The Use of Demand-wise Shared Protection in Creating Topology Optimized High Availability Networks

  • Author / Creator
    Todd, Brody
  • In order to meet the availability requirements of modern communication networks, a number of survivability techniques were developed that adapt the demand-wise shared protection design model to incorporate strategies increasing network availability. The survivability methodologies developed took two approaches. The first incorporated availability directly into the network design model. The second ensured minimum dual failure restorability was set within the model. These methodologies were developed for predetermined topologies, as well as to have topology optimization incorporated into the model.
    All methodologies were implemented and analyzed on a set of samples. The analysis examined cost, topology and actual availability of the network designs. Availability design was effective but computationally intensive and difficult to design. Minimum dual failure restorability was also effective in increasing availability with a significant caveat, dual failure restorability increased exposure to possible failures, and without sufficient levels of dual failure restorability could have a negative impact on availability.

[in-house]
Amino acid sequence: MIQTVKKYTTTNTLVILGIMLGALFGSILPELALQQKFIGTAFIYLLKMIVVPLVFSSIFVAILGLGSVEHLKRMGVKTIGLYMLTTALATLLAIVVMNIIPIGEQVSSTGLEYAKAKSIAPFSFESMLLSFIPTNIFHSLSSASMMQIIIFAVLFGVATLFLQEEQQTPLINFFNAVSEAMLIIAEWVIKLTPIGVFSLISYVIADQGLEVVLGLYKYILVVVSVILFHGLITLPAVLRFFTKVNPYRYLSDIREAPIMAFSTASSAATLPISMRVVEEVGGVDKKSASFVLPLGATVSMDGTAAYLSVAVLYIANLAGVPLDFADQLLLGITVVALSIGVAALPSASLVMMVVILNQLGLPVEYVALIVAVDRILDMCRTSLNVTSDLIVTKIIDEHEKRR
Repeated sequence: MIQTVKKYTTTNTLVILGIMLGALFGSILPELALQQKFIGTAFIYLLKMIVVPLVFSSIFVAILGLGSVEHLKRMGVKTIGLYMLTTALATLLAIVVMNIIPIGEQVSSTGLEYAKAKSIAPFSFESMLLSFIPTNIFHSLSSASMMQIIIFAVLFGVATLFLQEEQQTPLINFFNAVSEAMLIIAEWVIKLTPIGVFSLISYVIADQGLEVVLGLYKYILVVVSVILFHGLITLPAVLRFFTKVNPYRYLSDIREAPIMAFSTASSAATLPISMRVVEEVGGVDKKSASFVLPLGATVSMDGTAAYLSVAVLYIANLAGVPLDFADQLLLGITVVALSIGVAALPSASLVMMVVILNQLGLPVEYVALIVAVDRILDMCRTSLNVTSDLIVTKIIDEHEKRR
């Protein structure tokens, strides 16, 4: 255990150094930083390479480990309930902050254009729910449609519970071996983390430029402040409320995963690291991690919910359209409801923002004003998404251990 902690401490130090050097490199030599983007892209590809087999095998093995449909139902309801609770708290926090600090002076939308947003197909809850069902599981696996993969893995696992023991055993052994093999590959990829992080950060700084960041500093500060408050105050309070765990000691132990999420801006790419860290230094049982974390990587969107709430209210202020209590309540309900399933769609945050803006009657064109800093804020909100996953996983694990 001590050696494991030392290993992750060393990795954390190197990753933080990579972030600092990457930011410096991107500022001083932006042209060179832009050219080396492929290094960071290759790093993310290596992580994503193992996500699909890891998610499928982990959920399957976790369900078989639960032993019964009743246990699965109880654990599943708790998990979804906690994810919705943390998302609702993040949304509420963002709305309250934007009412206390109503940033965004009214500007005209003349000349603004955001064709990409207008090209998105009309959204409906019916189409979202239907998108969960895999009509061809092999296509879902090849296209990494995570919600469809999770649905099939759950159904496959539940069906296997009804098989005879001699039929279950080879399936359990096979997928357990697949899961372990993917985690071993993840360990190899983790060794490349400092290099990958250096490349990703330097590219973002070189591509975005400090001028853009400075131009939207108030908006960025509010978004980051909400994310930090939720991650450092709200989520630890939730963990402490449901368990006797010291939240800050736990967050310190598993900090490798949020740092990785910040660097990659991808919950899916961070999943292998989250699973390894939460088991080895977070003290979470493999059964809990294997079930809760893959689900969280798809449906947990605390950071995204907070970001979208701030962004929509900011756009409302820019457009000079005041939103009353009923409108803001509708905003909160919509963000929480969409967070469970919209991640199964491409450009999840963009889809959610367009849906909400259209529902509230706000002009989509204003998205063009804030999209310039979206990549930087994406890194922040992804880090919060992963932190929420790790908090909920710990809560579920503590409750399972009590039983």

• Subjects / Keywords
  • Graduation date
    Fall 2009
  • Type of Item
  • Degree
    Master of Science
  • DOI
  • License
    This thesis is made available by the University of Alberta Libraries with permission of the copyright owner solely for non-commercial purposes. This thesis, or any portion thereof, may not otherwise be copied or reproduced without the written consent of the copyright owner, except to the extent permitted by Canadian copyright law.
  • Language
  • Institution
    University of Alberta
  • Degree level
  • Department
  • Supervisor / co-supervisor and their department(s)
  • Examining committee members and their departments
    • Ingolfsson, Armann (Finance and Management Science)
    • Lipsett, Michael (Mechanical Engineering)
    • Flynn, Peter (Mechanical Engineering)
    • Doucette, John (Mechanical Engineering)